Several changes to the Texas labor codes have affected sexual harassment claims. On a recent State Bar of Texas Podcast episode, I talk with host Rocky Dhir about how these changes make it easier for people to pursue a claim and how the definition of an employer has changed. I offer insights on how victims of sexual harassment in the workplace can file a claim. Listen to the podcast below.
Gender discrimination in the workplace is not an uncommon situation. I share my expertise on the subject with Holly Caplan on her podcast, Talking Confidence with Holly Caplan.
Listen as I answer some common questions such as “how does someone know when it’s time to contact a lawyer” or “are there time limits if I want to take action.” I also give tips on what you need to know and do in gender discrimination situations. Listen to the podcast below.
With broad bipartisan support, Congress passed the Ending Forced Arbitration of Sexual Assault and Sexual Harassment Act of 2021. President Biden is expected to sign this bill soon.
The changes this law makes are significant. Under this law, an employer can no longer force an employee to arbitration a claim that involves sexual harassment or sexual assault allegations. Instead, the employee may pursue those claims in state, federal, or tribal court.
The Act also prohibits the waiver of a right to pursue sexual harassment or sexual assault claims as part of a joint action, collective action, or class action.
Under the Act, a “sexual harassment dispute” is a dispute related to conduct alleged to constitute sexual harassment under Federal, Tribal, or State law. “Sexual assault dispute” is a dispute involving a nonconsensual sexual act or sexual contact, as those terms are defined in other statutes.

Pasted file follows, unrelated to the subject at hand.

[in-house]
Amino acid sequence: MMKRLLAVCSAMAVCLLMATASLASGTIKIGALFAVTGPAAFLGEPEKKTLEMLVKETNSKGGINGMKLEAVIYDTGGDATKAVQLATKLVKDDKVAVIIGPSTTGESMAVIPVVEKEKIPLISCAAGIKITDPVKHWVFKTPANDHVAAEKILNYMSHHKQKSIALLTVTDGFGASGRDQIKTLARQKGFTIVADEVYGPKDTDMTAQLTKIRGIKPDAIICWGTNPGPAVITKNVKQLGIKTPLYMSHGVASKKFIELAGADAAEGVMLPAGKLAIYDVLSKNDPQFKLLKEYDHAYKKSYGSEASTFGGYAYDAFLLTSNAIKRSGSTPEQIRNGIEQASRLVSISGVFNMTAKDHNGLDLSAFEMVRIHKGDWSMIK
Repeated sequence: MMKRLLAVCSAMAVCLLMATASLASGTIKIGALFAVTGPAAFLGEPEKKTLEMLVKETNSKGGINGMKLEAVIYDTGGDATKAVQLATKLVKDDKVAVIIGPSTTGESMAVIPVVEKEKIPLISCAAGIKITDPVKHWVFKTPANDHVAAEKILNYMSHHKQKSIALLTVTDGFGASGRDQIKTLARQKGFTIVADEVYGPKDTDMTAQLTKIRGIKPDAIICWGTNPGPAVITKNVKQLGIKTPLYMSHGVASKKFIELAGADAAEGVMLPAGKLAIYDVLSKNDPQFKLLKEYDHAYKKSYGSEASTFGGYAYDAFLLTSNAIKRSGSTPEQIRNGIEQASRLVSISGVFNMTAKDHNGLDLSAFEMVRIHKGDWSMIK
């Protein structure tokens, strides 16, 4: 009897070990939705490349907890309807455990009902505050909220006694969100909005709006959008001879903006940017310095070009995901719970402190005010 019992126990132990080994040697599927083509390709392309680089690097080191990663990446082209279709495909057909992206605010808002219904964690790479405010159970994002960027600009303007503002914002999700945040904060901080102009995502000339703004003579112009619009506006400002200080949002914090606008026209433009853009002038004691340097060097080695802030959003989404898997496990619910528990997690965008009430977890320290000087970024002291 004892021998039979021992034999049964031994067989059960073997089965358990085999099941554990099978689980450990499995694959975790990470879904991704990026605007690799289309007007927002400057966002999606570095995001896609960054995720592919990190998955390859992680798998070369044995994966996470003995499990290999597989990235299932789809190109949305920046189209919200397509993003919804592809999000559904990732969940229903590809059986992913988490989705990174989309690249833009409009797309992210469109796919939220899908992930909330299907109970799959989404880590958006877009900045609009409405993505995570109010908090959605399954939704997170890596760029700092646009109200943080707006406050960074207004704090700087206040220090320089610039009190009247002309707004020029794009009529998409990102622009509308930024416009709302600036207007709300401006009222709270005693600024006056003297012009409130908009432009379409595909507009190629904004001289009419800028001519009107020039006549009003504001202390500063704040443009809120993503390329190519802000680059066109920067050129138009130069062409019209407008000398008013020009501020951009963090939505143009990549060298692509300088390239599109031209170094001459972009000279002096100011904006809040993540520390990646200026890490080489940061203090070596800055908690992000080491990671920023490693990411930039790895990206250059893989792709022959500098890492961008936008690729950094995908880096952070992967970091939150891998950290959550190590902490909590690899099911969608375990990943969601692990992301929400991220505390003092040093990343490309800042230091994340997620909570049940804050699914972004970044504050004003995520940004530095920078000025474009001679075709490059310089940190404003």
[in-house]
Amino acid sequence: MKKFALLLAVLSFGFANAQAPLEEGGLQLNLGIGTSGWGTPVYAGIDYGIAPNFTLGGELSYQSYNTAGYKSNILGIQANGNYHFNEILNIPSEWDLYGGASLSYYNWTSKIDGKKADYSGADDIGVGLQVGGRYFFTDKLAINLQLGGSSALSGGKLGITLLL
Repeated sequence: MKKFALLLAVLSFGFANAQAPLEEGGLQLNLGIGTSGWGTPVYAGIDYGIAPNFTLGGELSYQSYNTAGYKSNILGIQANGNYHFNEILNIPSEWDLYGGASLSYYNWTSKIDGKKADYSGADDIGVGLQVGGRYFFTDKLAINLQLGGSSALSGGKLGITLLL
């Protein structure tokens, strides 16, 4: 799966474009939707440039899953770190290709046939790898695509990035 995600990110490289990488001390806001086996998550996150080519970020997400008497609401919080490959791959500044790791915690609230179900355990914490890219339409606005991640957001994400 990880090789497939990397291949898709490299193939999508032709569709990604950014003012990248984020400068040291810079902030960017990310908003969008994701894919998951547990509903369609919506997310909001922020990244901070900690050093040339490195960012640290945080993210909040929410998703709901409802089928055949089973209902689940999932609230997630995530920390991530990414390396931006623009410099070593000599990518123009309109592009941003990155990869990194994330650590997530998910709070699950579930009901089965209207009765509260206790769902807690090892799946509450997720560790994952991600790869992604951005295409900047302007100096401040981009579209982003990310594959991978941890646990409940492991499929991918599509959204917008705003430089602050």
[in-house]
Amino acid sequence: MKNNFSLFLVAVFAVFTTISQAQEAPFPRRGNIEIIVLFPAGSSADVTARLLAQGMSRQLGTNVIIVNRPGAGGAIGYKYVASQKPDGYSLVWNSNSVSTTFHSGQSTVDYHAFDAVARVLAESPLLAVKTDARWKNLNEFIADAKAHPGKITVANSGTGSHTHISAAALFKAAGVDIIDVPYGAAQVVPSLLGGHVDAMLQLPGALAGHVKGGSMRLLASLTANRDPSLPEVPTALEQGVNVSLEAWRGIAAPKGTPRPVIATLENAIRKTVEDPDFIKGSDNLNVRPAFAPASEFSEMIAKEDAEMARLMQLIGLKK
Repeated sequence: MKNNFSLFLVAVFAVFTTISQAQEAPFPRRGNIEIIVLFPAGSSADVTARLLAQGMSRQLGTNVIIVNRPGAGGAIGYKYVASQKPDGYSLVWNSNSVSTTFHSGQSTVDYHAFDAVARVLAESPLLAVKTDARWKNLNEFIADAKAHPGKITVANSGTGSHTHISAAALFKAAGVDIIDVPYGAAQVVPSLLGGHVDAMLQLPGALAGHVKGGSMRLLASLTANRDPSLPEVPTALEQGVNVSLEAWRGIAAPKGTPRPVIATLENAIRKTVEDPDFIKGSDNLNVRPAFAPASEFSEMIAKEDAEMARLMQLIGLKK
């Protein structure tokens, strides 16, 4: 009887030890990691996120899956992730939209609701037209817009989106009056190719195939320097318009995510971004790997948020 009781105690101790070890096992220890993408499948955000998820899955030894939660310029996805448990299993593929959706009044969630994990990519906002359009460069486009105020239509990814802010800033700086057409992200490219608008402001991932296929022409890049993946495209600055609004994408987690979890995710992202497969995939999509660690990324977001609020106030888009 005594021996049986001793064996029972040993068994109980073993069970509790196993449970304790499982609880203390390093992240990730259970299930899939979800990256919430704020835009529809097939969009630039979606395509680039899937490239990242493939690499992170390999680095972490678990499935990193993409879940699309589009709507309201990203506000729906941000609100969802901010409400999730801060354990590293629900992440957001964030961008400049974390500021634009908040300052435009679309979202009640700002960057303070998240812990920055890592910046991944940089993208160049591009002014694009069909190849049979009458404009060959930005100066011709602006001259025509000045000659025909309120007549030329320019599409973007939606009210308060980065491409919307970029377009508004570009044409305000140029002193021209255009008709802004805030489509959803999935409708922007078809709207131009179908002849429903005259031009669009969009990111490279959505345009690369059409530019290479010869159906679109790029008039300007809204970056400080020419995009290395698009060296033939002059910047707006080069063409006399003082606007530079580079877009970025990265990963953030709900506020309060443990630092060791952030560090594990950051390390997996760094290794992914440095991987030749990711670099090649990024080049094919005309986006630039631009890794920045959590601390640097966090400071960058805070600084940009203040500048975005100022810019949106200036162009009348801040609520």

The most significant part of this statute is that its application is retroactive. So, for employees who have already signed an arbitration agreement, if the employee has a sexual harassment or sexual assault dispute, that old arbitration agreement will not apply. The employee is free to sue in state or federal court.
However, it is not retroactive for cases already litigated through arbitration. Those cannot be reopened and relitigated.
The importance of this Act to individuals who suffer sexual harassment and sexual assault cannot be overstated. This law is a game-changer.
With this Act, employers must give serious thought as to how to handle sexual harassment and sexual assault claims. One reason that employers have preferred to arbitrate such claims is that arbitration proceedings are generally confidential. The public rarely learns of the allegations made in a confidential arbitration proceeding.
Another reason employers prefer arbitration is that they need not fear a “runaway jury” award. That protection is now gone.
It will be very interesting to see how employers respond to this new law once President Biden signs it.
Now that employers cannot rely on the confidentiality of arbitration to protect from bad publicity arising from a sexual harassment or sexual assault claim, they will need to be more proactive in protecting employees.
Employers can no longer ignore red flags or conduct biased investigations.
Far too often, when an employee complains about sexual harassment, the investigation conducted (if any) is half-hearted at best. Far too often, investigators ignore red flags, do not seek additional evidence, and do not interview witnesses who may have information.
Now that employers cannot rely on arbitration to protect from large jury verdicts in sexual harassment or sexual assault claims let’s hope that employers take proactive steps to improve the protection of employees.
How do you measure equal pay? Is it the employee’s base salary? Or is it the employee’s total compensation?
A recent Fourth Circuit case, Sempowich v. Tactile Systems Technology, Inc., answered this question. In Sempowich, a female employee and her male peer were both paid a base salary and also earned commission income based on sales. The male employee was paid a higher base salary in 2015, 2016, and 2017 (even though he had less seniority and lower performance review scores). However, Ms. Sempowich’s total earnings in 2016 and 2017 were more than the male employee’s because she received more in sales commissions.